This will be forever Murray's bread and butter thanks to the drafting of a Norris winner. There will likely be five Murray drafted defencemen on the 2014-2015 opening night roster. Joining Karlsson are Patrick Wiercioch (2008, 42nd), Mark Borowiecki (2008, 139th), Jared Cowen (2009, 9th), and Cody Ceci (2012, 15th). Despite having such a large number of his picks cracking the NHL, whether or not they belong is still under question. Wiercioch was stapled to the press box for a majority of last season, Borowiecki hasn't had a full season in the NHL, Cowen could potentially become Murray's "Brian Lee", and Ceci was sold by the team as the fix to the team's defensive woes.

No matter what way the team tries to spin it, the defence was not good last season. If they continue to struggle this season with the majority of the core being Murray draft picks, you can certainly expect fans' opinions of Murray's drafting to sour. There are still some promising prospects drafted by Murray in the pipeline such as Fredrik Claesson (2011, 126th). However, if Murray had not acquired Karlsson, you can bet there would be many who would be much more critical of his drafting record when it comes to the defence.


What if I told you that under Murray, the Ottawa Senators still haven't drafted a forward that has produced 20 goals or 40 points. For such a highly praised drafting department, you would have thought that in eight years the team would have landed at least one such player. Now, that's not to say that some of the players drafted won't develop and pass those markers. Mika Zibanejad (2011, 6th) is certainly expected to, maybe as soon as this season. The team also has two players who are going to have a crack at the top six in Mike Hoffman (2009, 130th) and Mark Stone (2010, 178th). Both could surpass either of those markers if they succeed in landing the coveted top six spot.

Besides Zibanejad, the only regular in the Ottawa Senators forward core that was drafted by Murray is Zack Smith (2008, 79th). Some have had stints in the bottom six such as Derek Grant (2008, 119th) and Jean-Gabriel Pageau (2011, 96th). Overall though, the Senators haven't had much success in drafting top six forwards under Murray thus far and have had to rely on free agency and trades instead. It's worthy to note the team did trade two potential top six talents drafted by Murray in Jakob Silfverberg (2009, 39th) and Stefan Noesen (2011, 21st) to the Anaheim Ducks in the trade to acquire Bobby Ryan.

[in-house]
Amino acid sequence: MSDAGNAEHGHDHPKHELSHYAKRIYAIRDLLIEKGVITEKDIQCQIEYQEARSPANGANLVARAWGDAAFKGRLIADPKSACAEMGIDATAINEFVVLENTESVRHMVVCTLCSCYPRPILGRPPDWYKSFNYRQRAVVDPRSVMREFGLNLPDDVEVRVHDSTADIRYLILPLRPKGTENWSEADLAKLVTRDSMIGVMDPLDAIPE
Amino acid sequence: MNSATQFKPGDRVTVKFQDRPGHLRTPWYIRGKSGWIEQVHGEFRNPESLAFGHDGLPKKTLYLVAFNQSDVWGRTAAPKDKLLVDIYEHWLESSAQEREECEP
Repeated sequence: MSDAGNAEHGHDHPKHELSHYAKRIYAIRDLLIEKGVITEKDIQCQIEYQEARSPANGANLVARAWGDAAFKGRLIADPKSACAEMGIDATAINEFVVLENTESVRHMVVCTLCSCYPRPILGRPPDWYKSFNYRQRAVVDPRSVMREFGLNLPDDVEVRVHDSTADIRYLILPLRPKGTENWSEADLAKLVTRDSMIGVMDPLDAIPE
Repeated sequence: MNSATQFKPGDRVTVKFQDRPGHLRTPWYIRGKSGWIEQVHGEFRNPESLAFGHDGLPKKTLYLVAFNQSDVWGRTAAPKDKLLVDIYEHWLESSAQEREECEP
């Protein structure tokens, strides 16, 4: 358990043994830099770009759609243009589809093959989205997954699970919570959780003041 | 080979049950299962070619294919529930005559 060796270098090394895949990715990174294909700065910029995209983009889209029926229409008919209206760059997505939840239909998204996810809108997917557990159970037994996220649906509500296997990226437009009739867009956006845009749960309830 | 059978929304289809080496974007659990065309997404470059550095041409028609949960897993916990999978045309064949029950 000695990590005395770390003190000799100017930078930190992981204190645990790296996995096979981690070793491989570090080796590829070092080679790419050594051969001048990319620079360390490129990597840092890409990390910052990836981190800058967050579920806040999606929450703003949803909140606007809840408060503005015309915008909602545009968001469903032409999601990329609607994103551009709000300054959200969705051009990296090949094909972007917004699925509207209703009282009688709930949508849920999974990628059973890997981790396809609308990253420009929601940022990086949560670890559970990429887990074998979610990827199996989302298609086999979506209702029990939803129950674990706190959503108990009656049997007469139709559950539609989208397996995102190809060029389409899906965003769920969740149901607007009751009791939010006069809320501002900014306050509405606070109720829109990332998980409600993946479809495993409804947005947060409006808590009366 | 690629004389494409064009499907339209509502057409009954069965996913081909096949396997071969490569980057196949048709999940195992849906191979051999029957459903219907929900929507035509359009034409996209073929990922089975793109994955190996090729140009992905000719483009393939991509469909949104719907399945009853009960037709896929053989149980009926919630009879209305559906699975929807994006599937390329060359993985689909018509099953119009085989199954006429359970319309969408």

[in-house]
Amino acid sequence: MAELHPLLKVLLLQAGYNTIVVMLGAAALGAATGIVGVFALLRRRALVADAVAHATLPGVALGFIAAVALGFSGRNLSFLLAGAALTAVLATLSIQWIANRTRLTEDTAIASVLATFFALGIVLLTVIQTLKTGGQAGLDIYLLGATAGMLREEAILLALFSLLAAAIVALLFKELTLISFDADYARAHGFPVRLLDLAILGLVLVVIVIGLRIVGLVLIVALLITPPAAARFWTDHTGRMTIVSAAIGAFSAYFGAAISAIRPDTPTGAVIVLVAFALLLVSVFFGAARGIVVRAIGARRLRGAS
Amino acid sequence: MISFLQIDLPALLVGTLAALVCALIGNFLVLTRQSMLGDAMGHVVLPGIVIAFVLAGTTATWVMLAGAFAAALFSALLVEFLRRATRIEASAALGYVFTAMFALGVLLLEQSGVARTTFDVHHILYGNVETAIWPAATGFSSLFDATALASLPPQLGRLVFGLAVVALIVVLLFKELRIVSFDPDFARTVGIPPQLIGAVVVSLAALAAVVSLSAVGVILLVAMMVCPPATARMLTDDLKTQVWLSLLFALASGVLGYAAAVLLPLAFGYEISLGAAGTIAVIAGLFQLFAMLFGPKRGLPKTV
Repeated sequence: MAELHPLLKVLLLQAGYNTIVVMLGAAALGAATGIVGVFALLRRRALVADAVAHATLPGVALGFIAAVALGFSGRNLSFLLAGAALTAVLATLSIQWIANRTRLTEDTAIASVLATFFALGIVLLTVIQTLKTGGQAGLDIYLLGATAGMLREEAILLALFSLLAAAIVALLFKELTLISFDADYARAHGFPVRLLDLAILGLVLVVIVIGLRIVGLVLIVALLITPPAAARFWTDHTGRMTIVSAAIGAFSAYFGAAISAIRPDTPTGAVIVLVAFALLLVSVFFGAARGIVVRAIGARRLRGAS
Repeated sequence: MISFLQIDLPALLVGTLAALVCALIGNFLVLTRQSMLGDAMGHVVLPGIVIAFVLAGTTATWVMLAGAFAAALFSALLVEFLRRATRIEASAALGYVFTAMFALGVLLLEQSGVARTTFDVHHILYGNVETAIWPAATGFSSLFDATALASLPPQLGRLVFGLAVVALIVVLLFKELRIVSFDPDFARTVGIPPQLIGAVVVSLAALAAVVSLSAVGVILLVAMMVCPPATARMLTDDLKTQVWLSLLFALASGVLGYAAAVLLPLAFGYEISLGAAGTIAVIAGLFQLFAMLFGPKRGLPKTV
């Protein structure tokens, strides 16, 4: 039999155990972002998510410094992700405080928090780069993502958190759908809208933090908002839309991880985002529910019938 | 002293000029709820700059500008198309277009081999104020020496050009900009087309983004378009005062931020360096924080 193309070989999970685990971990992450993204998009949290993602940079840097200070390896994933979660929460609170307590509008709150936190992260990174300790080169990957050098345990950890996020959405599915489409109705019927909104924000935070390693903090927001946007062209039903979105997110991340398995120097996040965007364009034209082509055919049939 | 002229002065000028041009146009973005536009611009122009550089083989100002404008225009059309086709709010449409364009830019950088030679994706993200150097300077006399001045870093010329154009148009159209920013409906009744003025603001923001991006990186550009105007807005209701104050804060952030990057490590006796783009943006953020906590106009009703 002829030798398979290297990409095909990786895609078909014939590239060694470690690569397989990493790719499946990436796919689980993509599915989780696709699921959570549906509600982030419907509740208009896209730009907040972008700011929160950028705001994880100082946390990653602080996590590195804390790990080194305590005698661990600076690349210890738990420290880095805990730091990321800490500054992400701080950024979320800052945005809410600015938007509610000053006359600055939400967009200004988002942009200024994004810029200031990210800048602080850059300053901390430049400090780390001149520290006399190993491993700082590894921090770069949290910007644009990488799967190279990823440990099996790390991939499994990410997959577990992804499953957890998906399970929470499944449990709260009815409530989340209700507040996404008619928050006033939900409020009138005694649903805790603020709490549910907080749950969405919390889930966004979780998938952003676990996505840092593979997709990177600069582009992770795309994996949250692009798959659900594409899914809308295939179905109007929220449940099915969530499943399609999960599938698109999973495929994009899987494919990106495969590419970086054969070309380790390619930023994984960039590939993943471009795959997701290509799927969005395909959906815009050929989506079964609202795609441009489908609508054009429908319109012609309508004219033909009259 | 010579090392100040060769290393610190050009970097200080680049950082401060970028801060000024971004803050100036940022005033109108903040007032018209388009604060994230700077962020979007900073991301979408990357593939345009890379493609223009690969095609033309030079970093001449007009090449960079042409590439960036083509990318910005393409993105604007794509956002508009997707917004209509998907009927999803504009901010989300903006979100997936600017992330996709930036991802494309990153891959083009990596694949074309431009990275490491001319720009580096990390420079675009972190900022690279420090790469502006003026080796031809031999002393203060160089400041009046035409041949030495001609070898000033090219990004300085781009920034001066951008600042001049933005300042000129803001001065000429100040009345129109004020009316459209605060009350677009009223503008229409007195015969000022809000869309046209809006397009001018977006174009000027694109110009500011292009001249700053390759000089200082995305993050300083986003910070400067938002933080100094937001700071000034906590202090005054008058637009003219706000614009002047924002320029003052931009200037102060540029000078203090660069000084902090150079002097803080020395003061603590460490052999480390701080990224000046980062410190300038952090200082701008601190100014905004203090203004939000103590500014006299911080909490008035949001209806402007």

In the pipeline there is still a large number of prospects drafted under Murray who have top 6 potential. They include Matt Puempel (2011, 24th), Shane Prince (2011, 61st), Ryan Dzingel (2011, 204), and Curtis Lazar (2013, 17th). Of course, potential is exactly that. It means nothing if it doesn't eventually translate to them making the NHL. Senators fans love talking about how strong our forward prospect pool is, yet there's still no real results to show. Things can change in a hurry, but right now there hasn't been much immediate success by Murray's drafted forwards. Even Muckler drafted a foward that hit the 20 goal marker in Patrick Eaves (2003, 29th), and a forward that hit 40 points in Nick Foligno (2006, 28th). It's also worthy to note that only two player drafted by Murray where in the top 10 playoff scoring for the 2010-2011 Binghamton Senators Calder Cup winning team (Smith at #4 with 20 and Hoffman at #10 with 9).


Bryan Murray has indeed drafted a large percentage of players that have gone on to make the NHL. Nevertheless, the majority of them have not developed into star players that can change a team. Arguably, the only one so far is Erik Karlsson. This season will certainly be telling for Murray's draft picks, with a large number of them currently projected to be on the opening night roster. There is a lot of potential in these players as we keep on hearing, but I'm still waiting to see it actually take form. Until then, I feel that Murray's drafting has been overrated by many. It's all hype but very little substance so far.